Common Mistakes Made on the Funeral
By Titus Gerard
When creating a memorial funeral program you want all
the information to be correct and accurate as possible.
The print ready or official copy of the program should
be error free and have virtually no mistakes. In order
to achieve this you should know the common mistakes that
you should look for when preparing the layout.
First, the obvious is the spelling of names that appear
in the publication. It's is an official document that
should be accurate. Make phone calls when possible to
make sure of the spelling of names. Also, make sure you
spell the city and state names correctly. There are many
U.S. cities with funny spelling; you may want to Google
the spelling of the city and state. Open a browser to
Google.com and type in the name of the city and state.
Google will show the results with the correct spelling
of the city and state.
Second, try to avoid using numbers whenever possible.
Numbers are very easy to transpose or reverse in
sequence. When typing in the date of birth and the date
of death spell out the month and double check any
numbers that you use. In the body of the obituary be
sure to spell out numbers rather than type in the
integer. This will allow the spell checker to pick up
any errors if you type the obituary in a word processor
ie: Microsoft Word.
Third, don't over write the obituary with information
that may not be important or suitable. It's a good
practice to stick to a chronological order sequence when
preparing the obituary for the funeral program. For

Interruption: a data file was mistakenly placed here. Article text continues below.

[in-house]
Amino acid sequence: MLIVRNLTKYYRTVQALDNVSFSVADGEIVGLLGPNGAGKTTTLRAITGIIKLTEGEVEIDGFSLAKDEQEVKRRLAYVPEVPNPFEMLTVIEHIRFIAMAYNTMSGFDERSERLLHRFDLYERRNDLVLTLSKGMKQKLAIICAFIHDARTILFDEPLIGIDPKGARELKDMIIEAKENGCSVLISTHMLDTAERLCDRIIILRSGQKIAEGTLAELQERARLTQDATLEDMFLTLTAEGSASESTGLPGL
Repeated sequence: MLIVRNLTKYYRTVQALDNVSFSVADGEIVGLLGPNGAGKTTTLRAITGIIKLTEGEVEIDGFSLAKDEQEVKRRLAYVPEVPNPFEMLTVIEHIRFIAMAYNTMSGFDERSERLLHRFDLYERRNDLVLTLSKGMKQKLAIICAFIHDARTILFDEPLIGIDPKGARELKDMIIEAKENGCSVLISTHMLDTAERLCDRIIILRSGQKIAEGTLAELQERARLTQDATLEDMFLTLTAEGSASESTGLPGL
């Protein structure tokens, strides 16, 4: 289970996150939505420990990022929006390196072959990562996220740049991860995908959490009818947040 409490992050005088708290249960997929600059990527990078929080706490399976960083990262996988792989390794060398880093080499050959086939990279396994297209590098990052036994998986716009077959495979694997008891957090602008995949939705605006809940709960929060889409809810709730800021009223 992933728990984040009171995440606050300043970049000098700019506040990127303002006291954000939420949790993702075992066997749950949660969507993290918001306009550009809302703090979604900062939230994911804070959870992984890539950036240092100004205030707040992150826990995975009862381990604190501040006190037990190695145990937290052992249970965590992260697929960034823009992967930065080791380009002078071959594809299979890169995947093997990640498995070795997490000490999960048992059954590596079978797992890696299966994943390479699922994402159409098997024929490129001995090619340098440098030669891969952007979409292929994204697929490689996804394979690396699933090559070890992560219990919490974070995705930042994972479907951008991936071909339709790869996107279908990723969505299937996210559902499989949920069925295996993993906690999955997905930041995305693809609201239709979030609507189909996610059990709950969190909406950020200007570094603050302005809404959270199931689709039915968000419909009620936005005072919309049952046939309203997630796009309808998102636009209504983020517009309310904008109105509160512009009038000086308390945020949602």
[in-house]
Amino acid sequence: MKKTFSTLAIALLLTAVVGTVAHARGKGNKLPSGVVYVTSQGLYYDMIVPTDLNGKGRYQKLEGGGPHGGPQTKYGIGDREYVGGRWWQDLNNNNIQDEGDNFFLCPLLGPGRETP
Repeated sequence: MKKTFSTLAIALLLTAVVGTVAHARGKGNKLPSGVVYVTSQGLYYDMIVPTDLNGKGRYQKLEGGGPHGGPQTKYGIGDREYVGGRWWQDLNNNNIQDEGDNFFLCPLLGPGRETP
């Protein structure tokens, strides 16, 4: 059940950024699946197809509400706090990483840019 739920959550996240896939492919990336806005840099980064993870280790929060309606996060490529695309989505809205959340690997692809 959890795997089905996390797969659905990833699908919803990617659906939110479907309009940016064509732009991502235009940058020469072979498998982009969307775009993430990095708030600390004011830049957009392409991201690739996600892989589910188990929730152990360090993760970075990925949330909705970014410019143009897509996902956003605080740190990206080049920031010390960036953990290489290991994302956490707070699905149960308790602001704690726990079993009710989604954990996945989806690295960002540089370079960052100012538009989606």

instance, start with birth, then childhood, proceed with
schooling and then young adult life. If the decease got
married mention the union as early as possible so that
recognition of the spouse will not be forgotten. This is
a very common mistake as when preparing the obituary,
the only mention of the spouse is in the survivors
section. Marriage has a spiritual connection to both
individuals and recognition can make the difference in
the healing process.
Continue with the adult and professional life along with
any official memberships or training. Be sure to check
the validity of all information included in the obituary
as the obituary is an official record of events. Fifty
years from now when this obituary is read the
information in it will be credible.
Lastly, never proofread the obituary funeral program
alone. Always use two sets of eyes when proofreading the
information. And it is a good practice to do it
together. Print out two copies of the entire
publication, have one person read it and two people
proof it. Any errors should get caught with two sets of
eyes on it. Correct the errors as you proofread to
prevent from forgetting to correct the error to begin
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